Ghana’s fund managers, unable to access deposits tied-up in failed banks, will receive bonds directly from the government to boost liquidity, according to two people with direct knowledge of the matter.
Money managers have been struggling to meet withdrawal requests from customers, cover their costs or make fresh investments. Their funds are locked up in second-tier lenders that lost their licenses after regulators last year clamped down on smaller savings and loans companies to strengthen the industry.
To ease the fund managers’ liquidity problems, the government in April paid them 4.4% of the deposits they had with the collapsed institutions in cash. The balance was covered by five-year zero coupon bonds in state-owned Consolidated Bank Ghana Ltd., which was created out of some of the failed lenders.
But the discounts being offered to convert the CBG securities into cash with the lender were too steep for fund managers, said the people, asking not to be identified because the talks are private. Those bonds will now be canceled and replaced with direct government debt that will be easier to trade for cash instead of holding until maturity, they said.
The government is willing to top up with additional bonds to make up for haircuts suffered by fund managers when they convert the debt, the people said.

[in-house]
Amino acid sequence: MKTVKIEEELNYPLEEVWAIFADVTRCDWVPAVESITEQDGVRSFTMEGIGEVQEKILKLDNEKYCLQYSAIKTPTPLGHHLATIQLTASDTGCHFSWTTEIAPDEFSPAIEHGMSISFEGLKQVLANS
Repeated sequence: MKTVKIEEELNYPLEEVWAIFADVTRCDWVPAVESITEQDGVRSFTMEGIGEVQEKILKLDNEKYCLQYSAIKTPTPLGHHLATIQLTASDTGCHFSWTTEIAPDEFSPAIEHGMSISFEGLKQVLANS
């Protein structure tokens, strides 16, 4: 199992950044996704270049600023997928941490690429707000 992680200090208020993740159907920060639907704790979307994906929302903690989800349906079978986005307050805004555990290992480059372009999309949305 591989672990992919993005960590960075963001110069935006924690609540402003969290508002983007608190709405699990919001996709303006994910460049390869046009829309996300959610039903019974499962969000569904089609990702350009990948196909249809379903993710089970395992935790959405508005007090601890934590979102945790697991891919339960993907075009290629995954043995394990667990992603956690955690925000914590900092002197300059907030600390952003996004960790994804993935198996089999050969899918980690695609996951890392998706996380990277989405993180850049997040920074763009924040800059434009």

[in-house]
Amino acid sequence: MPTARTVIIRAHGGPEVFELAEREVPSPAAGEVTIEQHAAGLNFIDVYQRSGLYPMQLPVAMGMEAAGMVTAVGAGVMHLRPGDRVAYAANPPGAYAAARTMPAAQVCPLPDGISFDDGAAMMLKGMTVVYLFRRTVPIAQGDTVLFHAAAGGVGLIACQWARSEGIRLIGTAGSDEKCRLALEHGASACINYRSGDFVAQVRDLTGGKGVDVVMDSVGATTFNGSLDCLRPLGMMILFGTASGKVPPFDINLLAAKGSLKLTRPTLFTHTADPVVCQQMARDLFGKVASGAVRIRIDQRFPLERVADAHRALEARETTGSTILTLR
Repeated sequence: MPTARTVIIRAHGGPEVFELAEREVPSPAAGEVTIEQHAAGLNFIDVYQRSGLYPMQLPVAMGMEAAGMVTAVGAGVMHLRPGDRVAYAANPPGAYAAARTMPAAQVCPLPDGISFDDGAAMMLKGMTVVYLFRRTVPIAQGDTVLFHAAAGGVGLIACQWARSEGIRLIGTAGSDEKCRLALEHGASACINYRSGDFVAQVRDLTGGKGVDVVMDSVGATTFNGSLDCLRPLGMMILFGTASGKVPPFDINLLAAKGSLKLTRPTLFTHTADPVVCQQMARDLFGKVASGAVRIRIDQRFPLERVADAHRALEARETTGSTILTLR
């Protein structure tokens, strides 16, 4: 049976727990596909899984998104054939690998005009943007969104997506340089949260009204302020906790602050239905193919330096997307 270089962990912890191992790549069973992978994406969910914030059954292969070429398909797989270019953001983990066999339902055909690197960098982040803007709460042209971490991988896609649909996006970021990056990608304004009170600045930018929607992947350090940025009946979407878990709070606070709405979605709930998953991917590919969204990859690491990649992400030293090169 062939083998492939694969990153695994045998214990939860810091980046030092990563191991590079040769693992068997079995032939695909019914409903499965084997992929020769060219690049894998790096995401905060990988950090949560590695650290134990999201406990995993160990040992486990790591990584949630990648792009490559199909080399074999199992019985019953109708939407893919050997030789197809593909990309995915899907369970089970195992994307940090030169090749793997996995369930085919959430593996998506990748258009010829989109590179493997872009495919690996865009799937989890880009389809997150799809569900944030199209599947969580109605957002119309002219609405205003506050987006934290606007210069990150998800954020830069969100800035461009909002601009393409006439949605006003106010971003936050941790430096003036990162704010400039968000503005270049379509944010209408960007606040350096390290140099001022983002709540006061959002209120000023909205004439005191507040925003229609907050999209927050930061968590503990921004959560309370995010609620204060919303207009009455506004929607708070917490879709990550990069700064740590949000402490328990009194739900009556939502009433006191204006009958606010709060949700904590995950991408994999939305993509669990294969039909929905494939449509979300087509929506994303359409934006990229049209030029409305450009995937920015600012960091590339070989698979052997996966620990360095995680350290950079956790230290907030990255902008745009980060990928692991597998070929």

Covering potential losses will add to Ghana’s rising debt levels. The International Monetary Fund disbursed about $1 billion in emergency funding in April to help the country deal with the fallout of the coronavirus.
“What we are seeking is to make the bonds more tradable, even though cash is optimal,” Marian Maanaa Dsane, executive secretary of the Ghana Securities Industry Association, the umbrella body for money managers, said, declining to comment further.
Minister of Finance Ken Ofori-Atta did not answer calls to his mobile phone or respond to a text message seeking comment. A spokeswoman for the ministry said she cannot provide immediate comment because there was a cabinet meeting.
The re-issued bonds will cover all fund-manager claims that have not yet been redeemed in cash, according to the people, and will continue to not pay interest. The original bonds amounted to about 1.79 billion cedis ($309 million).
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